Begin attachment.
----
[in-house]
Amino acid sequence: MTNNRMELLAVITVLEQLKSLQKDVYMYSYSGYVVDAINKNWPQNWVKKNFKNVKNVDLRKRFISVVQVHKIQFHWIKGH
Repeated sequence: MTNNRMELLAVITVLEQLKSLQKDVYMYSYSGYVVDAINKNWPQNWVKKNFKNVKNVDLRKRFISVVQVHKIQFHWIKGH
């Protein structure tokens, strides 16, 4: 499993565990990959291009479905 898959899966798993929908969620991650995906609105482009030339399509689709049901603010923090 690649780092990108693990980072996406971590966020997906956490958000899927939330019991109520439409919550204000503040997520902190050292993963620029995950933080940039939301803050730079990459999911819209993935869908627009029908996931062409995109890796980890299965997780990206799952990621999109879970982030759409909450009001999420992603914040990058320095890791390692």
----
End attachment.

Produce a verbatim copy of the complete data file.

[in-house]
Amino acid sequence: MTNNRMELLAVITVLEQLKSLQKDVYMYSYSGYVVDAINKNWPQNWVKKNFKNVKNVDLRKRFISVVQVHKIQFHWIKGH
Repeated sequence: MTNNRMELLAVITVLEQLKSLQKDVYMYSYSGYVVDAINKNWPQNWVKKNFKNVKNVDLRKRFISVVQVHKIQFHWIKGH
């Protein structure tokens, strides 16, 4: 499993565990990959291009479905 898959899966798993929908969620991650995906609105482009030339399509689709049901603010923090 690649780092990108693990980072996406971590966020997906956490958000899927939330019991109520439409919550204000503040997520902190050292993963620029995950933080940039939301803050730079990459999911819209993935869908627009029908996931062409995109890796980890299965997780990206799952990621999109879970982030759409909450009001999420992603914040990058320095890791390692």